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On minimizing assignment errors and the trade-off between false positives and negatives in parentage analysis.

Authors
  • Harrison, Hugo B
  • Saenz-Agudelo, Pablo
  • Planes, Serge
  • Jones, Geoffrey P
  • Berumen, Michael L
Type
Published Article
Journal
Molecular Ecology
Publisher
Wiley (Blackwell Publishing)
Publication Date
Dec 01, 2013
Volume
22
Issue
23
Pages
5738–5742
Identifiers
DOI: 10.1111/mec.12527
PMID: 24102837
Source
Medline
Keywords
License
Unknown

Abstract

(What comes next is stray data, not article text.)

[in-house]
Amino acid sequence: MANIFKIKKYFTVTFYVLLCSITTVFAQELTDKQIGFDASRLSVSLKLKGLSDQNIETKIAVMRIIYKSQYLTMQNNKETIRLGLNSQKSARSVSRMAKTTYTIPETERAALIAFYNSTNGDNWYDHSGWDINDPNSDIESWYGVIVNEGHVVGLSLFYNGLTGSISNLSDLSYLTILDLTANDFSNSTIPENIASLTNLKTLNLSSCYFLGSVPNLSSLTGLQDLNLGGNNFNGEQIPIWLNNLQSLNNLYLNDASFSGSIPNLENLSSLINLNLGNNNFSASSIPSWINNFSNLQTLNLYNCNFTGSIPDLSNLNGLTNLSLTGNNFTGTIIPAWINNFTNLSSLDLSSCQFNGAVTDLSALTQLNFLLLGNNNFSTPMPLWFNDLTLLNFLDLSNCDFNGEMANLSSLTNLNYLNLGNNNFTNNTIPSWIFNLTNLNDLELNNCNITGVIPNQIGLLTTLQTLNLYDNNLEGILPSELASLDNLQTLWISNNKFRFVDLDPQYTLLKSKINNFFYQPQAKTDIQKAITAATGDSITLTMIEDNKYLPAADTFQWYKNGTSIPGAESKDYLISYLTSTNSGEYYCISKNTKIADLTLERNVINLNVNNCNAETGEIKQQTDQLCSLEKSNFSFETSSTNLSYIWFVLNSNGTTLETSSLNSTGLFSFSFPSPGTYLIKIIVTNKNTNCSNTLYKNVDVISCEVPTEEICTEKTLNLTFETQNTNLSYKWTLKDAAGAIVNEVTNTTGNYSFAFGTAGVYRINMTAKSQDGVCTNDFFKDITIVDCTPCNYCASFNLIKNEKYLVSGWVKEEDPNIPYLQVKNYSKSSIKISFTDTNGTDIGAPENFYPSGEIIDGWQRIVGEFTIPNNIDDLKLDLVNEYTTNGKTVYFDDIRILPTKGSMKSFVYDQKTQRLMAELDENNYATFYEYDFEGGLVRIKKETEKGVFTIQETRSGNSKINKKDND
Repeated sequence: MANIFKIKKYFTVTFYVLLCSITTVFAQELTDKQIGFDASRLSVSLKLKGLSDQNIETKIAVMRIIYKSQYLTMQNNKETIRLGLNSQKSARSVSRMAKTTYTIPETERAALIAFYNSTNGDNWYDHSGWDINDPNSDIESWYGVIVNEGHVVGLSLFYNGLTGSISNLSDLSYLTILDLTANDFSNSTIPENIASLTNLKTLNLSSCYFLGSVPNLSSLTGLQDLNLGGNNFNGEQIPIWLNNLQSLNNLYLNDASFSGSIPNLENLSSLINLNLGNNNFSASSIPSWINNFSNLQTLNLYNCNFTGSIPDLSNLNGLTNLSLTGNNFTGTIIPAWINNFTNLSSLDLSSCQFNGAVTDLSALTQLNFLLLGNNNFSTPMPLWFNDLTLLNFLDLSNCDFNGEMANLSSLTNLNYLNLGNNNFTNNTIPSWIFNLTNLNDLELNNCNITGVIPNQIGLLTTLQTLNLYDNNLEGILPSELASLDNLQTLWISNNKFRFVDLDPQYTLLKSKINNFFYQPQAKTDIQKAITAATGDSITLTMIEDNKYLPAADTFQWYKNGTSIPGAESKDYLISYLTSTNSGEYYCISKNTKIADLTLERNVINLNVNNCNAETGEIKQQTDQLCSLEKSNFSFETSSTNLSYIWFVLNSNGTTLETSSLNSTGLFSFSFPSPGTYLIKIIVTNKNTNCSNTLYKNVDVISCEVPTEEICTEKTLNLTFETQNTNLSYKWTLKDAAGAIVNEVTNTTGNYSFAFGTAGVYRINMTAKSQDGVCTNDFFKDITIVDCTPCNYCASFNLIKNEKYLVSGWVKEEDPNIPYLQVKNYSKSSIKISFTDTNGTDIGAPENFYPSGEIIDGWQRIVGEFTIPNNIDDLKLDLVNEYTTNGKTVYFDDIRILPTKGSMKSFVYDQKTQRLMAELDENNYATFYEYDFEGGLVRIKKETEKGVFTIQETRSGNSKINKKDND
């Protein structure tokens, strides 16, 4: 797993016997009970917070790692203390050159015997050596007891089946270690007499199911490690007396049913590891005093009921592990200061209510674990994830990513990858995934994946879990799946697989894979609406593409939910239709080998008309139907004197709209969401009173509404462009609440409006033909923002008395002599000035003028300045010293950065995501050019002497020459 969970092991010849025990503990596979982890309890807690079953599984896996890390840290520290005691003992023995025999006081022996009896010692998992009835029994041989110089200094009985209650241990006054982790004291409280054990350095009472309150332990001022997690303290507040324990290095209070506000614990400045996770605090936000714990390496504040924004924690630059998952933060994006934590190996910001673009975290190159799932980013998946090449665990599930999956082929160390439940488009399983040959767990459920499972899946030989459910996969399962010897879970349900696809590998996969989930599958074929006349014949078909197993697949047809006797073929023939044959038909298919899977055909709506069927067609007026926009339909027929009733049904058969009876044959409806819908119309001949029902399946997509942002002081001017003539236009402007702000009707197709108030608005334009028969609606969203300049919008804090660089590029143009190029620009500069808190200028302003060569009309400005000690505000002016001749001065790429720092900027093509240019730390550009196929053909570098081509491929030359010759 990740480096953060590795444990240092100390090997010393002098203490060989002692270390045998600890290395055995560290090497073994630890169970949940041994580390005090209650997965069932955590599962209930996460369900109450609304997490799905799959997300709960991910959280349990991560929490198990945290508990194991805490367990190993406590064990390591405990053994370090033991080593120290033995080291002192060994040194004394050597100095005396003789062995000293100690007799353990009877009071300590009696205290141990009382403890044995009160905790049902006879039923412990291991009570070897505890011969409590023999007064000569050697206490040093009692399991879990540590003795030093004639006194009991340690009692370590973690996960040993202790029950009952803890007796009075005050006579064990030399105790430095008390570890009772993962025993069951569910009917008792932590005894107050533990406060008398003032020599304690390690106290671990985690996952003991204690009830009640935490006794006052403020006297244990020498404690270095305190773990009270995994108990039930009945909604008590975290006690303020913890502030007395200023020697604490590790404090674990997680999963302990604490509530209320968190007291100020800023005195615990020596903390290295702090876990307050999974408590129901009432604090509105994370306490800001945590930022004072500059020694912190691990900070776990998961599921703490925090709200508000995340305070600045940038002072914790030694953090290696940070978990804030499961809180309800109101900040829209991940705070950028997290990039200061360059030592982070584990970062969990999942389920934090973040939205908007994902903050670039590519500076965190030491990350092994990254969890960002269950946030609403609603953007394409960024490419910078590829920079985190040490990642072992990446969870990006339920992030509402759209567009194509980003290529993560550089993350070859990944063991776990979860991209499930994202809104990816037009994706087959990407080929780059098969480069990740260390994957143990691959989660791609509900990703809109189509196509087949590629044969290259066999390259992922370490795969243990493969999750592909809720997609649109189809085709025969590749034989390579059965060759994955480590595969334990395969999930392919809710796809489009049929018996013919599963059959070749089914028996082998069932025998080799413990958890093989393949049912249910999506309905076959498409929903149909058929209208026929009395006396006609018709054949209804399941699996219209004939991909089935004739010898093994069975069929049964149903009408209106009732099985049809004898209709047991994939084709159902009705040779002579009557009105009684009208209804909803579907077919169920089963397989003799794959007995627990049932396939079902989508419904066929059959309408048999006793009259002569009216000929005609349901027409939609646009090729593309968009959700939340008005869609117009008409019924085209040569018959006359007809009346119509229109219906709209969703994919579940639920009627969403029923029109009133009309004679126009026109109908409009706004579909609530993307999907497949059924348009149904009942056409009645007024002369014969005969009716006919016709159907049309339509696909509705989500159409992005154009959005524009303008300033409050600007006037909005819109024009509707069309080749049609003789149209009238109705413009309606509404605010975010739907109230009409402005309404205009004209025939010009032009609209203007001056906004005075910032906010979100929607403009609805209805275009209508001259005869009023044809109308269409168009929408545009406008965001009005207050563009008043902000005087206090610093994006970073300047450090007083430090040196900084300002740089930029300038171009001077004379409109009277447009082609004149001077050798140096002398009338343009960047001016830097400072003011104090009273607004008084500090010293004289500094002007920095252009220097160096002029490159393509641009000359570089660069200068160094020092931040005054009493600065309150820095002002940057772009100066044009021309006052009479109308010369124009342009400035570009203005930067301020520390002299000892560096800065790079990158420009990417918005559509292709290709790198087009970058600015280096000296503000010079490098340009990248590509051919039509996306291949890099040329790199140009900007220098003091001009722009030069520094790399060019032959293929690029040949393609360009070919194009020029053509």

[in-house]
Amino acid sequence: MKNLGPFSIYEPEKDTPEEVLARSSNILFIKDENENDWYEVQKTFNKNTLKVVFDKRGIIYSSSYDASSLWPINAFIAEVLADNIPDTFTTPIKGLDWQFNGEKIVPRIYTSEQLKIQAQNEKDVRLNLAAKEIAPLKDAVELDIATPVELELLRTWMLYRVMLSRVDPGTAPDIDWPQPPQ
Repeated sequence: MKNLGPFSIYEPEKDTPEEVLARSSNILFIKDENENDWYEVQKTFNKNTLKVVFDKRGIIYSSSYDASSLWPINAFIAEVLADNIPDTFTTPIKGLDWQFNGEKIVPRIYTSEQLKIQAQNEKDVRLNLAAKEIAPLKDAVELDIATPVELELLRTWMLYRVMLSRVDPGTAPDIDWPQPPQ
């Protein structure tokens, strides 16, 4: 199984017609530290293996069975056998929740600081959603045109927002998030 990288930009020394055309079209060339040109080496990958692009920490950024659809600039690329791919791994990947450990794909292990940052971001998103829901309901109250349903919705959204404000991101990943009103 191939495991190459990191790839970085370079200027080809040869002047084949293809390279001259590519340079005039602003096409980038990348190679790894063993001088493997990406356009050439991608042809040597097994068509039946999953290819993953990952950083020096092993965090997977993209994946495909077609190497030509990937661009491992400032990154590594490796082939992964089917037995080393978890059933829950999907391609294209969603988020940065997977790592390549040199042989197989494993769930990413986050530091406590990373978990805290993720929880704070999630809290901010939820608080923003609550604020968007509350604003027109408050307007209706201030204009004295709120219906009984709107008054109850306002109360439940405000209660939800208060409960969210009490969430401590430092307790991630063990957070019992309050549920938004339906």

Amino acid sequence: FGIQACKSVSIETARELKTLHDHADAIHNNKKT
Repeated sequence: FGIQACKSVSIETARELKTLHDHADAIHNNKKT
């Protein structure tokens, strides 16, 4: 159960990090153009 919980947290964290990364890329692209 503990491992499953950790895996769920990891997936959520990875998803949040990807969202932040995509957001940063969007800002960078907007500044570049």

Genetic parentage analyses provide a practical means with which to identify parent-offspring relationships in the wild. In Harrison et al.'s study (2013a), we compare three methods of parentage analysis and showed that the number and diversity of microsatellite loci were the most important factors defining the accuracy of assignments. Our simulations revealed that an exclusion-Bayes theorem method was more susceptible to false-positive and false-negative assignments than other methods tested. Here, we analyse and discuss the trade-off between type I and type II errors in parentage analyses. We show that controlling for false-positive assignments, without reporting type II errors, can be misleading. Our findings illustrate the need to estimate and report both the rate of false-positive and false-negative assignments in parentage analyses.

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